While we see ramps on either end of the Xenon 6‘s center frequencies, low mids ultimately end up winning the tug-of-war in the mid range. Like I said, vocal fundamentals find prominence, as do the lower fundamentals on acoustic and electric guitars alike. Low mids are just barely separate from the Xenon 6’s immense low end, and at times blend with the high bass. While this is a characteristic that was likely partially responsible for me finding electronic music overwhelming on the IEM, I thought it offered a beautiful warmth on simpler tracks with just a couple of acoustic guitar parts (example: “Back Baby” by Jessica Pratt). And while I was just griping about how snare drums could sometimes get lost in a busy mix, they also stood out to me as one of my favorite parts to hear on the Xenon 6 as long as they had some room afforded to them. The low mids balance brought a fast and detailed thump out of their transients that was well complimented by the Xenon 6’s snappy higher frequencies.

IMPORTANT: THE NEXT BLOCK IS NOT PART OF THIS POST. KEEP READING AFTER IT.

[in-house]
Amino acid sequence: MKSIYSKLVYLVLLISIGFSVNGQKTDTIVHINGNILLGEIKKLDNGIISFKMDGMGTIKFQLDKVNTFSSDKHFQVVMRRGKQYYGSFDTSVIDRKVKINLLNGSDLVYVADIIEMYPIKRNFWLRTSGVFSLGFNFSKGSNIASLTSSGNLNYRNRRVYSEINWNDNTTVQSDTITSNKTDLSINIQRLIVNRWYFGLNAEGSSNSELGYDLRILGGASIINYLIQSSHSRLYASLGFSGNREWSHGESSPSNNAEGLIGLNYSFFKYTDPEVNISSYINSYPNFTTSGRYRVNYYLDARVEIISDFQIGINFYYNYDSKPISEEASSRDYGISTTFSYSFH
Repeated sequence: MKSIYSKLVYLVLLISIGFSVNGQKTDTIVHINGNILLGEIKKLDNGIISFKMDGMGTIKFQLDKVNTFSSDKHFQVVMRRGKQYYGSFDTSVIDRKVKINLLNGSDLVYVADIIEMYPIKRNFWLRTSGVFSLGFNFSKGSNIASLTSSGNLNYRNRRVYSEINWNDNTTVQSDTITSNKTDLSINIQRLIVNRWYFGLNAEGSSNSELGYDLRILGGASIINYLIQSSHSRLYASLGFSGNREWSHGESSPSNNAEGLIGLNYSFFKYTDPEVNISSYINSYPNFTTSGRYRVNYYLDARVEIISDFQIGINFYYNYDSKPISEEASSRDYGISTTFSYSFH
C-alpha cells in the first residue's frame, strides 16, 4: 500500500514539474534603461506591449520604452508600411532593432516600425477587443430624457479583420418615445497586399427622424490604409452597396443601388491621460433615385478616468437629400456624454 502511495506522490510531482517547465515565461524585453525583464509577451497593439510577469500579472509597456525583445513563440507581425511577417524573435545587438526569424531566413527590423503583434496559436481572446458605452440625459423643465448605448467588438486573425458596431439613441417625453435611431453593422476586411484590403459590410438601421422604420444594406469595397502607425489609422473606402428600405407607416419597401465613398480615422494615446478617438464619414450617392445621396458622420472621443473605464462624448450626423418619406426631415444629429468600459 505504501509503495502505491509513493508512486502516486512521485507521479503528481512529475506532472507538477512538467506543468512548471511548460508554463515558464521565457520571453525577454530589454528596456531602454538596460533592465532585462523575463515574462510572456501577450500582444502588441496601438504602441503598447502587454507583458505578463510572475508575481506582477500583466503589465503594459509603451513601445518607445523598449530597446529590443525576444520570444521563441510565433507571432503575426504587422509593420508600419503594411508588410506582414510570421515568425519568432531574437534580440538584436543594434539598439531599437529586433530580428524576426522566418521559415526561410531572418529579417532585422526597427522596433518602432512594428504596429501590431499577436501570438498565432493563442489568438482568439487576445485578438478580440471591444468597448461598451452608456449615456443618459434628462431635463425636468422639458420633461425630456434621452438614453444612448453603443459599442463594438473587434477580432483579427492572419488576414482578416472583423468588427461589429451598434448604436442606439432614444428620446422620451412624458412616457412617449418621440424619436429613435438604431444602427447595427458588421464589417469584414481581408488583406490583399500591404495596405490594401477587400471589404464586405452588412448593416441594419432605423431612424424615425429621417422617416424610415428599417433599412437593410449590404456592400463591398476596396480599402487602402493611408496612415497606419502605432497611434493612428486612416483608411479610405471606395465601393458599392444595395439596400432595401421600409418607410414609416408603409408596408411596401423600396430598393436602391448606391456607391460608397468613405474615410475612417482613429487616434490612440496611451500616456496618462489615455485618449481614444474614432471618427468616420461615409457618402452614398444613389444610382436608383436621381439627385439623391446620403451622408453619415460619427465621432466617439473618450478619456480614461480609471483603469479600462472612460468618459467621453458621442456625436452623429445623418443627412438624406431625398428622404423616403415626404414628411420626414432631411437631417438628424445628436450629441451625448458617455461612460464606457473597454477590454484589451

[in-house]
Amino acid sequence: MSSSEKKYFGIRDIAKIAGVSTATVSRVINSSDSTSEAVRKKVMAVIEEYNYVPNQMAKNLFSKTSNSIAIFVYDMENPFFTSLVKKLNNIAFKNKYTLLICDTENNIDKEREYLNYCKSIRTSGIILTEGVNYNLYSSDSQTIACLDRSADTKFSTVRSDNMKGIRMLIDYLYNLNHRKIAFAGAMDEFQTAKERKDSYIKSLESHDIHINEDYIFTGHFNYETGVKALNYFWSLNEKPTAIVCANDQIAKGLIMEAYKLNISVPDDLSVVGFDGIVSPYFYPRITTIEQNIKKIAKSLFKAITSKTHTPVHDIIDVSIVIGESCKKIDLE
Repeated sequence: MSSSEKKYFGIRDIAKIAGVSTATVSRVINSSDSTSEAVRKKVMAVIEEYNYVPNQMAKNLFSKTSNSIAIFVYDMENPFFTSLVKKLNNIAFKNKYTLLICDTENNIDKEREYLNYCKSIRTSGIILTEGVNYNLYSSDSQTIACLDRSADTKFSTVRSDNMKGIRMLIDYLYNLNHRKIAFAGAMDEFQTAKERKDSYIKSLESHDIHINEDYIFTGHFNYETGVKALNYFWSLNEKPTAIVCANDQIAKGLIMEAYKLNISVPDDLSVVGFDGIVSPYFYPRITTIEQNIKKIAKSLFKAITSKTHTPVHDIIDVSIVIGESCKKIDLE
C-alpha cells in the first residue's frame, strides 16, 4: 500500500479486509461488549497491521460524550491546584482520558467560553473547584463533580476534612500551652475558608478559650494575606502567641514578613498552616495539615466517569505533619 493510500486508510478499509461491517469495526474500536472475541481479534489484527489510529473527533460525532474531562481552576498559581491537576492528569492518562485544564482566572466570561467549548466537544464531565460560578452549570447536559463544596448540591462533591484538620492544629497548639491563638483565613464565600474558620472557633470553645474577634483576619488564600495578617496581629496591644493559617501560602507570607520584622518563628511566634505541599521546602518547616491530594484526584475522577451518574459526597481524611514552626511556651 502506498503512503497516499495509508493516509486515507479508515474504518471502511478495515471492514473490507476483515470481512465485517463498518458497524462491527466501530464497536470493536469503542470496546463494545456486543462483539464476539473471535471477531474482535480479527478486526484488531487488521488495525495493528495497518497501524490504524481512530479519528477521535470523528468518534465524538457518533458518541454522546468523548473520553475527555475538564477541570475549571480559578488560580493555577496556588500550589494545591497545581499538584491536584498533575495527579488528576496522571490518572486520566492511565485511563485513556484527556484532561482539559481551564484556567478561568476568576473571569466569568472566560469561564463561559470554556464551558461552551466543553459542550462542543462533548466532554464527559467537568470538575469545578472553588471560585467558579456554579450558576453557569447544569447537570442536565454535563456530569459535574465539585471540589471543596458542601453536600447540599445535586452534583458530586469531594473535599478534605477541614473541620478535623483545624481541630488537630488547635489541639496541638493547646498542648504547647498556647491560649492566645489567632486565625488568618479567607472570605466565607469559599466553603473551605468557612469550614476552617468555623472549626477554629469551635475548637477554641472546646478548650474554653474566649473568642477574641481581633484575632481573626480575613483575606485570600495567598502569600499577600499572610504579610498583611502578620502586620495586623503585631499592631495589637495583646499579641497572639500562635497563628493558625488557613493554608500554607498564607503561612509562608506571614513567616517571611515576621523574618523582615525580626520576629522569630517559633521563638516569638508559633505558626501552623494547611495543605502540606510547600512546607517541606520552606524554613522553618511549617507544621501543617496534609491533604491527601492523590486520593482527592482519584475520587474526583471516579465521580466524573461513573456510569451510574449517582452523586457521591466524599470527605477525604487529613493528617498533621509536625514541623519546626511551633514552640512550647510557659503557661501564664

For all the attention the Xenon 6’s low end demands, I was perhaps the most impressed with its higher frequencies for their presence and extension that managed to forgo peaky pain. 64 Audio tunings come to mind when it comes to the execution of its treble extension, which seems to return amplitude to frequencies bordering around 15 kHz before resuming its roll off. The bold exhibition of higher frequencies couples with the speed of the Xenon 6’s electrostatic driver to cleanly magnify transients on cymbals and airy rasps in vocals and wind instruments. Building off of my favorable impression of the thump that the Xenon imparted on snare drums in its low mids, rim harmonics on snare drums found extra pronunciation and lifelike clarity rather than an artificial sizzle. I’m a fan of this high end all on its own, but it contrasts particularly well with the wash of bass energy on the opposite end of the frequency spectrum.